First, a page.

Local delegation: Lottery will benefit roads and schools

Published 7:52 pm Wednesday, August 29, 2018

Members of the county’s legislative delegation said revenue from the recently passed state lottery will provide seriously needed money to help Mississippi’s infrastructure and education.

“When you look at the revenue and how it’s going to be utilized for infrastructure and for education, I think the proceeds will be put into two areas of our state that need it significantly,” State Sen. Briggs Hopson III said.

The Mississippi House Tuesday approved a House-Senate conference bill that will split lottery revenue between infrastructure and education and prohibits the introduction of video gaming terminals, such as video poker, in places like truck stops. The House initially voted to kill the bill.

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Dist. 54 Rep. Kevin Ford, who voted against the bill in the first round, then voted to approve it, said one reason he did was language in the bill prohibiting video gaming. He said video gaming proponents lobbied very heavily to include the games in the lottery bill.

“It was crazy,” he said.

“We got it out on the conference report,” he said. “I was staring at a conference report that the chairman of (the) gaming (committee) put back out on the floor that had harsh language to video poker that said it could not be in. There could not have been stronger language. It shut the door.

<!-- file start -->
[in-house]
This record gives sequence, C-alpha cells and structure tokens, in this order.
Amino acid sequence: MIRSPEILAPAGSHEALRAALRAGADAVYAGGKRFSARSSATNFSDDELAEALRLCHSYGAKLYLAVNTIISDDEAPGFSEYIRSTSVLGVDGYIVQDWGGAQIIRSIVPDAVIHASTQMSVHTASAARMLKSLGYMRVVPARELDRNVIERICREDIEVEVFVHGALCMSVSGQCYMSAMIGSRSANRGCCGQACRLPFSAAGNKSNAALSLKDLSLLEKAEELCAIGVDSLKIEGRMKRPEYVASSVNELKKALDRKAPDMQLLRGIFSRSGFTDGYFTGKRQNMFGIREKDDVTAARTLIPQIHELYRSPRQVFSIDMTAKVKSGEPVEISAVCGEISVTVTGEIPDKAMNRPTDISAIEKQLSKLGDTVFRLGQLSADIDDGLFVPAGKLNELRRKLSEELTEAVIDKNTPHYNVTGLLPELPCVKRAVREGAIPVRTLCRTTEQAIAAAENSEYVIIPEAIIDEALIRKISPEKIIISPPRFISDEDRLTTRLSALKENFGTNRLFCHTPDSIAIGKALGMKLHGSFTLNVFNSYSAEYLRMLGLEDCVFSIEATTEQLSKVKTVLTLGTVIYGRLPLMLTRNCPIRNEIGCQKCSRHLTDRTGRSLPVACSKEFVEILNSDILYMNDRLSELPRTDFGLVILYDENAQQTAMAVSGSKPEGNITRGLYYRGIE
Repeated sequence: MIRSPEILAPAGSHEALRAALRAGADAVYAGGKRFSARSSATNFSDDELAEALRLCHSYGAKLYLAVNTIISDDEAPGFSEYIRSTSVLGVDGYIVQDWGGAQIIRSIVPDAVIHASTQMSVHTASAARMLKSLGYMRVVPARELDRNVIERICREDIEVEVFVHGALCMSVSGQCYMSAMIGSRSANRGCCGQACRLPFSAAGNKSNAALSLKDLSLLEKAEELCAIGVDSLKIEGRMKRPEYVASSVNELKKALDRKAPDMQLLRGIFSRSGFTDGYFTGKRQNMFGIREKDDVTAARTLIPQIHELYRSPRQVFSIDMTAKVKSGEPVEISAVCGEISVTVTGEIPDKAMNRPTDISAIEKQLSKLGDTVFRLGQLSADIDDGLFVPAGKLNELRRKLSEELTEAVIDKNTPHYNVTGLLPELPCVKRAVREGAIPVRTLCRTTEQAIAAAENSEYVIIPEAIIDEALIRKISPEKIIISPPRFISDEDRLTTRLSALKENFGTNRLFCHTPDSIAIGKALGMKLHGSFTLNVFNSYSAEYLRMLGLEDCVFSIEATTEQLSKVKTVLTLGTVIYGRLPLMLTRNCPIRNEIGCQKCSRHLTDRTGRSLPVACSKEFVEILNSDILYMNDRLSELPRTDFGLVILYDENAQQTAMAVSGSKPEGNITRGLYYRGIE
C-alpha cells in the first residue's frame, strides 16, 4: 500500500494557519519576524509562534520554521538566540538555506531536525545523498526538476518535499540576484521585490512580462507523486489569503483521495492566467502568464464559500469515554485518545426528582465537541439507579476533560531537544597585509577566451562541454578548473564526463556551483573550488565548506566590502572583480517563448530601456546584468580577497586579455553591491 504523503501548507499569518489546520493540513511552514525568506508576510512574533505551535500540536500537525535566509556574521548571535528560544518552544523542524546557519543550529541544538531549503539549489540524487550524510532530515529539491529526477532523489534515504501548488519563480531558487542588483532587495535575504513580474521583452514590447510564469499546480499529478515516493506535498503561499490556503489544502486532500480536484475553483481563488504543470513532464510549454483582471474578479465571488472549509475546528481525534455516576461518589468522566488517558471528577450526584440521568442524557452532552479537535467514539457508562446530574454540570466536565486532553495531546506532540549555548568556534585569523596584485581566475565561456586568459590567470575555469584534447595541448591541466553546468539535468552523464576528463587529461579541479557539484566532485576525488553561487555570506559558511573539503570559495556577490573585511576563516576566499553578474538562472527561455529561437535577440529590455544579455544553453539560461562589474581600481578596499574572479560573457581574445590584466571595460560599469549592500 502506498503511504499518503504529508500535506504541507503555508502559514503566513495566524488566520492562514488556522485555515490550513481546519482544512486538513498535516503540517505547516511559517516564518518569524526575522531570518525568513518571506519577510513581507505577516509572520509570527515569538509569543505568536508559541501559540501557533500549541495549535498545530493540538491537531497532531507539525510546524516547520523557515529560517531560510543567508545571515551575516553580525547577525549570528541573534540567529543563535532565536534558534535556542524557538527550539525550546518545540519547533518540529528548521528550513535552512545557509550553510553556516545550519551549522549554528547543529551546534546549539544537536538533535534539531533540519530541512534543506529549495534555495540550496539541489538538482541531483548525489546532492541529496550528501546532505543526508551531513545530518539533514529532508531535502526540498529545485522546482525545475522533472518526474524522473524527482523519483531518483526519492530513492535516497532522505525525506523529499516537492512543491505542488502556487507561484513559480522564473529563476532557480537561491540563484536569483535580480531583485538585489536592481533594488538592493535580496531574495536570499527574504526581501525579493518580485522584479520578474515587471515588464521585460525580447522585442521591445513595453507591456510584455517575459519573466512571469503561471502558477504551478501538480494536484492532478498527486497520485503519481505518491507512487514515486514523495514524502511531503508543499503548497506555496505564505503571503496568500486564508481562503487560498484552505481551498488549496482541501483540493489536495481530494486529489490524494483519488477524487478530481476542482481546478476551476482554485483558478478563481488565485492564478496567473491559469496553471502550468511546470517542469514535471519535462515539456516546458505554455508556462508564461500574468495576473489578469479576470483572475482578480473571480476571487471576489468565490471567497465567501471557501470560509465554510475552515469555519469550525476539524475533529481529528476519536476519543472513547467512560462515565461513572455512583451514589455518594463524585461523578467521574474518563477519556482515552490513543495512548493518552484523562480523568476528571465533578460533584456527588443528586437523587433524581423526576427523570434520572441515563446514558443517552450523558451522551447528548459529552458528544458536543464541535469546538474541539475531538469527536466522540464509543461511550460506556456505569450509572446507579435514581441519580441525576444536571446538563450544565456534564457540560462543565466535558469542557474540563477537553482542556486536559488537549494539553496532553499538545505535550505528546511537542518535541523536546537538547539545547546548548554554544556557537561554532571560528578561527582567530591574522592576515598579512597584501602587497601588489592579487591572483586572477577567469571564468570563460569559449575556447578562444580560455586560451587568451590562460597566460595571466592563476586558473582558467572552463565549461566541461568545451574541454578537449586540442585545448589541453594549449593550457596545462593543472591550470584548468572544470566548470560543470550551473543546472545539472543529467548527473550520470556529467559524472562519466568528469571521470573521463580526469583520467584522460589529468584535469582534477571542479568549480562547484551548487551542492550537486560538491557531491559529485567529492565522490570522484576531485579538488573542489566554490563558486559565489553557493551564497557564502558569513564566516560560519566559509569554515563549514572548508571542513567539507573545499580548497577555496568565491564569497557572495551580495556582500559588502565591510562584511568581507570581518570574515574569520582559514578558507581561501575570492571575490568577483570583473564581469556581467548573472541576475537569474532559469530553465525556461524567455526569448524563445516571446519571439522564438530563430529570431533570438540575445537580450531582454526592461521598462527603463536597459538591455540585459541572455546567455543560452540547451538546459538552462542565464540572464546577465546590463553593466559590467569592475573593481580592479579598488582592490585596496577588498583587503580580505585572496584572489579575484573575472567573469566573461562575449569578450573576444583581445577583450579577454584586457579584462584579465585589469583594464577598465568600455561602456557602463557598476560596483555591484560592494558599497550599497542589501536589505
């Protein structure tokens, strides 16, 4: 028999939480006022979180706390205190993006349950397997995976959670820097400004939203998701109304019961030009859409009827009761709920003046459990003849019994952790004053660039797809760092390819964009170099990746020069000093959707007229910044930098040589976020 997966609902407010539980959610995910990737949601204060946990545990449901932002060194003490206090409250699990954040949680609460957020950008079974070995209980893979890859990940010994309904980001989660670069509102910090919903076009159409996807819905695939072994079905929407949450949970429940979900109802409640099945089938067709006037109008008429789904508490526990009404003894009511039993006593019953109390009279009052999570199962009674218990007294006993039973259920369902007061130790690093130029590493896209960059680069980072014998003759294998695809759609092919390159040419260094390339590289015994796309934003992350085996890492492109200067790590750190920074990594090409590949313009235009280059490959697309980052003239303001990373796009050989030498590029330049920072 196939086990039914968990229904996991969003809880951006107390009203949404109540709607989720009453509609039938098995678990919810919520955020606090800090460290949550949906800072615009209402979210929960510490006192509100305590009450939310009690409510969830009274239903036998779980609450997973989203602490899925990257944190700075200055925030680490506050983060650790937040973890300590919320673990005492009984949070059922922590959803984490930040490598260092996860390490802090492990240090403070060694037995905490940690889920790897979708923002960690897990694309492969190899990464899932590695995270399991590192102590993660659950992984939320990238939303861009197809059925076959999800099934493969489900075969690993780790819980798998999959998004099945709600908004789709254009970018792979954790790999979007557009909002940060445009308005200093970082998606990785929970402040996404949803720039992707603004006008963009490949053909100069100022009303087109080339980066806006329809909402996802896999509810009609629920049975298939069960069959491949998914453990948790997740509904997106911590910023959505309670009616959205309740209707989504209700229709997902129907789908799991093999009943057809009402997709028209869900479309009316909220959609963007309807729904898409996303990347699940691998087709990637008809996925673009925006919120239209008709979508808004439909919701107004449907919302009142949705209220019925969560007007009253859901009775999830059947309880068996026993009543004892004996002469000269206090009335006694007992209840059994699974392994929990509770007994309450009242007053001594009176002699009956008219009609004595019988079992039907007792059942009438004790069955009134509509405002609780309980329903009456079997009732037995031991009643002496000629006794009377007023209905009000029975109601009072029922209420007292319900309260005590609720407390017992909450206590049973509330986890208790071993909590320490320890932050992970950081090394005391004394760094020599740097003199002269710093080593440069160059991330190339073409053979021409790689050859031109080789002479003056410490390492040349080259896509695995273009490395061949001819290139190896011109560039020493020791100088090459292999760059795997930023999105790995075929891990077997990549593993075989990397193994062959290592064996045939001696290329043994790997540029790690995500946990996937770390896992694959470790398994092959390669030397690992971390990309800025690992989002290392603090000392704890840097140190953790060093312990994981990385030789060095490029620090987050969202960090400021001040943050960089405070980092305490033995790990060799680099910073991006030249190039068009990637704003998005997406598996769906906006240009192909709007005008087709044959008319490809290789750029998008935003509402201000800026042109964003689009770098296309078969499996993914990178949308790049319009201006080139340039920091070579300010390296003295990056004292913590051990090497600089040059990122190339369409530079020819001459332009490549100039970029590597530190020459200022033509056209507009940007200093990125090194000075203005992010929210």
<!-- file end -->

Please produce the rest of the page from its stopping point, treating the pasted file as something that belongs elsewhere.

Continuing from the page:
“So my choice was gambling or gambling, and if I could put in a vote to stop video poker from entering 82 counties, that was worth it.”

All levels will benefit

Under the bill, Ford said, the first $80 million in lottery revenue will go to roads and bridges. All revenues past $80 million will go to education.

“The governor is saying $40 million the first year and $80 million the second year, and then after that, somewhere between $80 and $100 million,” he said, adding, “There is some talk it might take two years to get that up.”

Repeated attempts to contact Dist. 55 Rep. Oscar Denton, who voted for the bill, were unsuccessful.

Hopson said the initial revenue raised by the lottery for infrastructure will be divided between the cities, counties and the Mississippi Department of Transportation.

“It will be utilized at all levels of government for road and bridge improvements,” he said. “Under the bill 50 percent (of the proceeds) is supposed to be paid back to the winners.”

Hopson said he did have strong feelings either for or against the lottery, “But I recognized as I’ve sat here in Warren County and watched people in Mississippi go across the state line here in Vicksburg to buy lottery tickets in the Delta-Mound area, it made me realize that we were losing a lot of revenue.

“Further more, I’ve had a number of constituents complain that they have been frustrated that we’ve seen the dollars leave our state and go to other states.”

About John Surratt

John Surratt is a graduate of Louisiana State University with a degree in general studies. He has worked as an editor, reporter and photographer for newspapers in Louisiana, Mississippi and Alabama. He has been a member of The Vicksburg Post staff since 2011 and covers city government. He and his wife attend St. Paul Catholic Church and he is a member of the Port City Kiwanis Club.

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